Directed by Daniel Carlton, performed by Blackberry Productions, Salem College, Shirley Recital Hall

Tickets and showtimes can be found here.

Daniel Carlton, a New York City-based playwright, was inspired to write March On after hearing one of his colleagues at Blackberry Productions lament that the 50th anniversary of the 1963 March on Washington came and went without much fanfare.

“I was thinking the people who went didn’t know they were going to hear ‘I Have A Dream,’” Carlton said. “Why did they go? If they were under 25, why did they go? 1963 was such a violent year. History has a way of sanitizing the victory but hiding the blood and the fears.”

Carlton describes March On, which has played to a sold-out audience of school children at the Apollo Theater in New York City, as a docu-musical. Three of the characters are based on actual participants whom Carlton interviewed with a tape recorder, while others are invented. The main characters and real-life people on whom they are based are a cross-section of the movement — a white woman from Massachusetts, an older black man and a 17-year-old black teenager from Chicago. The play is suffused with music, from gospel and movement songs to the Bob Dylan classic “Blowin’ in the Wind.”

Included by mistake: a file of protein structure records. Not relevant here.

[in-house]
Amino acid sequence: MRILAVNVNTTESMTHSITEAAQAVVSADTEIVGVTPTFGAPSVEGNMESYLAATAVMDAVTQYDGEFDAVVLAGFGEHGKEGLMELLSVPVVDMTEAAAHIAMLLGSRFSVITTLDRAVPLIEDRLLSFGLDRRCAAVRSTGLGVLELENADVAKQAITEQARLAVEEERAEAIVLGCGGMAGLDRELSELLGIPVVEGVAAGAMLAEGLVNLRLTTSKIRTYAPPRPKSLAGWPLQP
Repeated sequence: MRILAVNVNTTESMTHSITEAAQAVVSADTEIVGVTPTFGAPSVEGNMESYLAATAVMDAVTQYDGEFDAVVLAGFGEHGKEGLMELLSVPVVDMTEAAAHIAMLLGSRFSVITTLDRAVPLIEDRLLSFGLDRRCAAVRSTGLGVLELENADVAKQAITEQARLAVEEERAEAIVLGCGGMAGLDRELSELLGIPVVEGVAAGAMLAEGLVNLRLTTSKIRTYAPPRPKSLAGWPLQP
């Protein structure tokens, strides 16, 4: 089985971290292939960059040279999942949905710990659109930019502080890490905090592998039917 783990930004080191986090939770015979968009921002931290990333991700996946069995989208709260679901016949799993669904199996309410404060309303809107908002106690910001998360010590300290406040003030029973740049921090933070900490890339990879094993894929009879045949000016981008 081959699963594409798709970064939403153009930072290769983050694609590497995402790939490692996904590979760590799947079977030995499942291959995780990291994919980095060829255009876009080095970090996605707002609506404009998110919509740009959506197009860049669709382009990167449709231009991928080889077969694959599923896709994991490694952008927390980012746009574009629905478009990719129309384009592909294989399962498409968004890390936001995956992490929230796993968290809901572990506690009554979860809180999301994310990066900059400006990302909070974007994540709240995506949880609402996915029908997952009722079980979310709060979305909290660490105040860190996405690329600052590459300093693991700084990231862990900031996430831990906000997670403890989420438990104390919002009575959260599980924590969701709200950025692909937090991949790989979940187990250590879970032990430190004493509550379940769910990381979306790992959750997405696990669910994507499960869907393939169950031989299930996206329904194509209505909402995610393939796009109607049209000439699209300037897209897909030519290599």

The answers to Carlton’s question are not what audiences might expect. The 17-year-old from Chicago, for instance, had only traveled to the Deep South, where he encountered segregation, and he attended Emmett Till’s funeral at the age of 8.

“His real motivation, he said, was that he had never seen mountains, and here was this bus ride where he could do that,” Carlton said.

Carlton’s play includes two reporters, one black and one white, who are ironically among the invented characters. The reporters act as a narrative device, essentially standing in for Carlton as the interviewer. But their roles also highlight the way in which the news media both magnified and distorted the civil rights movement. At some point, the reporters can’t help but become moved by the story and become part of it.

“You go for a reason, but you realize that your presence alone has put on you on the same historic path as those who came to march,” Carlton said.

Carlton said he hopes the play can be a “map” for current day mobilizations around gun violence, immigrant rights, women’s rights and other causes.

It’s all about how people figure out what it means to show up for justice. 

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